Overall I was really impressed by the build quality of the earphones – I just had wished the filters would be a little more consistently easy to screw in, and would have liked the cable to be just easier to manage.
Design, looks, comfort and isolation
As mentioned above, I found the look of the earphones fantastic – from the overall look to the design of the earphones. I think a lot of people would enjoy wearing them and due to their neutral colour scheme would be nice to wear even in a work environment.
The earphones isolate reasonably well, but don’t passively block out enough external sounds, due to their relatively small driver size. It’s not a big deal for me, as many other earphones sit with the same rating in isolation, but given its price I can’t complain too much.
The earphones are comfortable to wear, with them being suitable for both straight down and over-the-ear wearing. Due to the cable, the earphones do create cable noise which is why I would advise wearing them over-the-ear for the majority of the time.
The overall sound quality really impressed me with the Rock Jaw Alfa Genus V2 earphones – I wasn’t expecting much, but having tried them once from my work colleague’s desk, I was really curious how they would sound after a good amount of burn-in and my own music source. I can safely say that they didn’t disappoint, and given their price tag of £45, left me absolutely speechless! I should mention all my sound quality ratings and review is based on the neutral (gold) filters.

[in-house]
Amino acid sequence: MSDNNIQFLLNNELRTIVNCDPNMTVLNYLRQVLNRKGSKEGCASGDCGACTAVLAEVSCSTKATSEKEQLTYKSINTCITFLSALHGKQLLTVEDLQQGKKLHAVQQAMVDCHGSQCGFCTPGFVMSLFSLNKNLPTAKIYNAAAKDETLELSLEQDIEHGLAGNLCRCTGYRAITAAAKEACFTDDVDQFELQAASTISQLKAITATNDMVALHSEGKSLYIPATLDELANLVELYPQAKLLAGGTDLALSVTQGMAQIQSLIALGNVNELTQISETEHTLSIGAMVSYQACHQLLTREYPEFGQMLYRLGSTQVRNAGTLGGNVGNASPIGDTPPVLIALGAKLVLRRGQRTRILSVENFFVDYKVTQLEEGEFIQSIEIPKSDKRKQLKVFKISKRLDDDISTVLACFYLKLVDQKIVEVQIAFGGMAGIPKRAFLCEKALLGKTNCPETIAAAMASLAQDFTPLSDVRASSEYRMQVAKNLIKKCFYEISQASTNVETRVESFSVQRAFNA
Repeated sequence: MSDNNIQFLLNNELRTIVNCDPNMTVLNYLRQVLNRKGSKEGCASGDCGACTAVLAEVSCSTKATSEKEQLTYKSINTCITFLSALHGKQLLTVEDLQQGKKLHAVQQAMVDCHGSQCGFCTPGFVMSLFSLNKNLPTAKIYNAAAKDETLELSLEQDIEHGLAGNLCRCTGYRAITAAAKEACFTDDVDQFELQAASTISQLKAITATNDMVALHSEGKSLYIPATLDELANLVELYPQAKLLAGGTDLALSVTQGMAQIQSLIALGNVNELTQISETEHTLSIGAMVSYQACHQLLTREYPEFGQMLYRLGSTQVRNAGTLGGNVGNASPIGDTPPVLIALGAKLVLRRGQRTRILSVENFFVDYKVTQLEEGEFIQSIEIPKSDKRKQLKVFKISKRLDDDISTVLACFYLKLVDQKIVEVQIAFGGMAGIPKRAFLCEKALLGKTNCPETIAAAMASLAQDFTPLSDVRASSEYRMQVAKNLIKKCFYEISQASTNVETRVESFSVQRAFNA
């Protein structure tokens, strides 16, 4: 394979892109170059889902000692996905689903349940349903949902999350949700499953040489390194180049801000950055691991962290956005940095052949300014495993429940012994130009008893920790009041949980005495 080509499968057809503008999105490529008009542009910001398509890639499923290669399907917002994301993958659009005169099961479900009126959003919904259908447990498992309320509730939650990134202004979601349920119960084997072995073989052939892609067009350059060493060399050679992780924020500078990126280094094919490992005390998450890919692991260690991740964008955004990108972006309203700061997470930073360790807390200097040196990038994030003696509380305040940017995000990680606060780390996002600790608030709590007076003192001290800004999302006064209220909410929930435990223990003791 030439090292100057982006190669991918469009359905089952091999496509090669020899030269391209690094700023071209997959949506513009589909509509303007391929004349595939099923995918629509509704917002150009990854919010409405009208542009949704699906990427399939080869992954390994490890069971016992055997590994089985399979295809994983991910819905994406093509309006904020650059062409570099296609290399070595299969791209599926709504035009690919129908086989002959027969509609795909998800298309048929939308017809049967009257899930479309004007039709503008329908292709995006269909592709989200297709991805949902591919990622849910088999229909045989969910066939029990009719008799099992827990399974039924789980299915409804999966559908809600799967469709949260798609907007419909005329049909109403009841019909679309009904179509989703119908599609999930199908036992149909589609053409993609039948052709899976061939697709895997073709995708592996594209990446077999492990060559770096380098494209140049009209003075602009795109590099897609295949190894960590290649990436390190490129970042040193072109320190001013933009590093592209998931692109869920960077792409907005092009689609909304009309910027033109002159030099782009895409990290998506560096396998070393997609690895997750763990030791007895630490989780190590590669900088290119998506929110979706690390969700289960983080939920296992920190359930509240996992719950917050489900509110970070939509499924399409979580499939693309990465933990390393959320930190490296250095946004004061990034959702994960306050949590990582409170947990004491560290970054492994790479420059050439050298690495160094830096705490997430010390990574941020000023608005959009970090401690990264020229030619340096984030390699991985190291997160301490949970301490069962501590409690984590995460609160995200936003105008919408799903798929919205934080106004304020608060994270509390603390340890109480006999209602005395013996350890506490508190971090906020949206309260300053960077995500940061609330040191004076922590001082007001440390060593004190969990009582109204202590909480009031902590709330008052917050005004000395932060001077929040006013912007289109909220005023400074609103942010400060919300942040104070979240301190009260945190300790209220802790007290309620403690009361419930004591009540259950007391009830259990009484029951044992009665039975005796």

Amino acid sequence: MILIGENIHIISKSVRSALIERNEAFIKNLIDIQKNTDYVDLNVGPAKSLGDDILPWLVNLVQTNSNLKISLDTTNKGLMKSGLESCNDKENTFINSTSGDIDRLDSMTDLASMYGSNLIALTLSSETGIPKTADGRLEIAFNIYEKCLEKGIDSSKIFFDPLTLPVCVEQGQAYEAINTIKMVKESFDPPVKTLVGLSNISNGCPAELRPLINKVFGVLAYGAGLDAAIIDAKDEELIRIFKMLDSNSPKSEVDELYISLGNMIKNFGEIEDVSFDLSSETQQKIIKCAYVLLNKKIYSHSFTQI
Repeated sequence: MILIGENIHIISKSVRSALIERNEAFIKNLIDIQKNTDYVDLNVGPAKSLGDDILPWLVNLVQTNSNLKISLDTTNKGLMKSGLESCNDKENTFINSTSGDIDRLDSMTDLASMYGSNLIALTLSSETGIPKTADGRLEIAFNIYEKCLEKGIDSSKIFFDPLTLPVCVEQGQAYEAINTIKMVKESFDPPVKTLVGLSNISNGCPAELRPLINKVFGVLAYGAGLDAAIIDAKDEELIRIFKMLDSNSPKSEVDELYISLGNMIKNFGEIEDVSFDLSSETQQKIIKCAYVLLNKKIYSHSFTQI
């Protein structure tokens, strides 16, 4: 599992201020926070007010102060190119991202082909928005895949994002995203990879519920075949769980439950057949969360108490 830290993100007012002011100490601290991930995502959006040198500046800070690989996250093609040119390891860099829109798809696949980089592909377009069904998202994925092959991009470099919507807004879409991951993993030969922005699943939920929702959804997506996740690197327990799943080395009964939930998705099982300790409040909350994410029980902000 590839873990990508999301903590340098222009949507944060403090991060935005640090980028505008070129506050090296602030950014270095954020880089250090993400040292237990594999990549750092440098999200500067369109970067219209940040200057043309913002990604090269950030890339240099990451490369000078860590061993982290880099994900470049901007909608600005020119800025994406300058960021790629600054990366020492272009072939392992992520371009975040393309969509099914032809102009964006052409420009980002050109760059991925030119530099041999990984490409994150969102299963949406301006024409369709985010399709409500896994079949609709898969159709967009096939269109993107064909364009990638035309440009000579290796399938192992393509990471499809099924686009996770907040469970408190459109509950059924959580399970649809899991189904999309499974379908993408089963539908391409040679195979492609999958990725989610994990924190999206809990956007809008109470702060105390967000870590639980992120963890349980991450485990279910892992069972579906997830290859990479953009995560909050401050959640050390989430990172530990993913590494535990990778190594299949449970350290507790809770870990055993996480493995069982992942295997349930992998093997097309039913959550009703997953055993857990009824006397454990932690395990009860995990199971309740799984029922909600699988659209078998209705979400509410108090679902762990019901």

The lows are decent, but are slightly uncontrolled in the mid-bass region, whilst also being slightly cut-off in the sub-bass region. I would have liked just a little more precision in the mid-bass slam, whilst having a slightly better extension – but this is me nit-picking versus earphones more than double its price. At the given price point, I was impressed at the fact that they could do sub-bass and had a decent not too-overpowering mid-bass.
The mids are well presented, but do fee a little pushed back – I’m not sure if this is to do with the slightly uncontrolled mid-bass slam or from the fact that the mids are simply not fully capable of reproducing a perfect mid-range reproduction. It was therefore a decent sound that the earphones were able to reproduce, but do feel that they could have been slightly improved.
The highs were also good, but did roll-off at the top end – thankfully there’s just enough sparkle which provides a decent sound presentation to the earphones.
The soundstage is really well presented, with the drivers having good room to breathe, providing the overall sound quality to be presented with good width and depth. I was also left impressed by the instrument separation and decay that the earphones’ housing provided. On the whole the soundstage was definitely the highlight and provided a fantastic overall good all-round sound to the sound signature.
Sound Quality Ratings
Conclusion & Closing Thoughts
It’s safe to say that I’m extremely impressed by the Rock Jaw Alfa Genus V2 earphones! They provide a fantastic overall sound and package given their price. Taken out of context and put in a price point that competes with the Dunu Titan 1 (the best sub £100 earphone money can buy) which is found at around £90 – I would say the Alfa Genus V2 give them a good run for their money.
Overall, I must give it to Rock Jaw for creating and selling such a fantastic product at an extremely affordable price – not only to mention the overall presentation of the headphones is top notch and their filter system allows you to fine tune the earphones to your liking – truly fantastic!
Hope you enjoyed my review!